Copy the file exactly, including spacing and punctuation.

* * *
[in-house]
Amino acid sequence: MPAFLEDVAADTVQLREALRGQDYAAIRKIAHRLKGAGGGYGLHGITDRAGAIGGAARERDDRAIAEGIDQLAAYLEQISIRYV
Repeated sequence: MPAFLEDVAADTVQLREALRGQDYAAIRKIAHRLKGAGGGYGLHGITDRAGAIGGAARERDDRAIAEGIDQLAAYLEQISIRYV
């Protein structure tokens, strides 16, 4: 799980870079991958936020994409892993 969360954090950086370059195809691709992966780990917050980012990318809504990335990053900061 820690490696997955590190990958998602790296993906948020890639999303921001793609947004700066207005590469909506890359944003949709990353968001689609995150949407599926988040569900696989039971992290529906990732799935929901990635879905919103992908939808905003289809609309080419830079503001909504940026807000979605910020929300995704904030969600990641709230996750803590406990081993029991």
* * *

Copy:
[in-house]
Amino acid sequence: MPAFLEDVAADTVQLREALRGQDYAAIRKIAHRLKGAGGGYGLHGITDRAGAIGGAARERDDRAIAEGIDQLAAYLEQISIRYV
Repeated sequence: MPAFLEDVAADTVQLREALRGQDYAAIRKIAHRLKGAGGGYGLHGITDRAGAIGGAARERDDRAIAEGIDQLAAYLEQISIRYV
């Protein structure tokens, strides 16, 4: 799980870079991958936020994409892993 969360954090950086370059195809691709992966780990917050980012990318809504990335990053900061 820690490696997955590190990958998602790296993906948020890639999303921001793609947004700066207005590469909506890359944003949709990353968001689609995150949407599926988040569900696989039971992290529906990732799935929901990635879905919103992908939808905003289809609309080419830079503001909504940026807000979605910020929300995704904030969600990641709230996750803590406990081993029991």